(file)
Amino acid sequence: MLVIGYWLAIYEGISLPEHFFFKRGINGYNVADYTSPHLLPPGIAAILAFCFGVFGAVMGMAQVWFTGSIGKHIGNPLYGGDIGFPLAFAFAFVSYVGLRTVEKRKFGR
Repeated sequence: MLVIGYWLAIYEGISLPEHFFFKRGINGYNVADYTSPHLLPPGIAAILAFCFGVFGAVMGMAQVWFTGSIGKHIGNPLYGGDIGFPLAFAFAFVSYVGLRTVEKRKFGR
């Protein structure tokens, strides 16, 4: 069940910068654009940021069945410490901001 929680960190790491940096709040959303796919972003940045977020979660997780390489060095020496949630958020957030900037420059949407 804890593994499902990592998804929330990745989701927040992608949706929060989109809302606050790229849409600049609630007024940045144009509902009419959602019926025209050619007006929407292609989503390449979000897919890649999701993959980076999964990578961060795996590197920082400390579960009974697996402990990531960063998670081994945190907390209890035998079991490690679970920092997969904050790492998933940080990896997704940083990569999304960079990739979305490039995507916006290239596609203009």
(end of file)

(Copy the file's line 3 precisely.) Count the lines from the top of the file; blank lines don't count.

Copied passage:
């Protein structure tokens, strides 16, 4: 069940910068654009940021069945410490901001 929680960190790491940096709040959303796919972003940045977020979660997780390489060095020496949630958020957030900037420059949407 804890593994499902990592998804929330990745989701927040992608949706929060989109809302606050790229849409600049609630007024940045144009509902009419959602019926025209050619007006929407292609989503390449979000897919890649999701993959980076999964990578961060795996590197920082400390579960009974697996402990990531960063998670081994945190907390209890035998079991490690679970920092997969904050790492998933940080990896997704940083990569999304960079990739979305490039995507916006290239596609203009």